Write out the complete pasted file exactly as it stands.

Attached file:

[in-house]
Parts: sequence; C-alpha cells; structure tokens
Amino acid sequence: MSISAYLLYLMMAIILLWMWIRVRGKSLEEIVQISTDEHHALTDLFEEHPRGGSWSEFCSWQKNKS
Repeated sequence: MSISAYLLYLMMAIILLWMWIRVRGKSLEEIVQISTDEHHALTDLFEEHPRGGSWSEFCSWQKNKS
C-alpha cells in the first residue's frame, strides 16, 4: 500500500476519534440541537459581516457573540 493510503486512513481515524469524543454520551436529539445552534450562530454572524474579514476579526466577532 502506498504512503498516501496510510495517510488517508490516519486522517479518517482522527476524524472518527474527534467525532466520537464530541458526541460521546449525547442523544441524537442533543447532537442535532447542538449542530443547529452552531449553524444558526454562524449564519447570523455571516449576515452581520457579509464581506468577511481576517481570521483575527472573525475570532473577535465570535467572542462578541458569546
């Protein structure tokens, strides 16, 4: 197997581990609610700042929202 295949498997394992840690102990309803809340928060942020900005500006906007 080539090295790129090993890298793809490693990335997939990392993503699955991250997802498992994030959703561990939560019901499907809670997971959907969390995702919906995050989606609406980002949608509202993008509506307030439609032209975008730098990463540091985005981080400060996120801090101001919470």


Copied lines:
[in-house]
Parts: sequence; C-alpha cells; structure tokens
Amino acid sequence: MSISAYLLYLMMAIILLWMWIRVRGKSLEEIVQISTDEHHALTDLFEEHPRGGSWSEFCSWQKNKS
Repeated sequence: MSISAYLLYLMMAIILLWMWIRVRGKSLEEIVQISTDEHHALTDLFEEHPRGGSWSEFCSWQKNKS
C-alpha cells in the first residue's frame, strides 16, 4: 500500500476519534440541537459581516457573540 493510503486512513481515524469524543454520551436529539445552534450562530454572524474579514476579526466577532 502506498504512503498516501496510510495517510488517508490516519486522517479518517482522527476524524472518527474527534467525532466520537464530541458526541460521546449525547442523544441524537442533543447532537442535532447542538449542530443547529452552531449553524444558526454562524449564519447570523455571516449576515452581520457579509464581506468577511481576517481570521483575527472573525475570532473577535465570535467572542462578541458569546
């Protein structure tokens, strides 16, 4: 197997581990609610700042929202 295949498997394992840690102990309803809340928060942020900005500006906007 080539090295790129090993890298793809490693990335997939990392993503699955991250997802498992994030959703561990939560019901499907809670997971959907969390995702919906995050989606609406980002949608509202993008509506307030439609032209975008730098990463540091985005981080400060996120801090101001919470």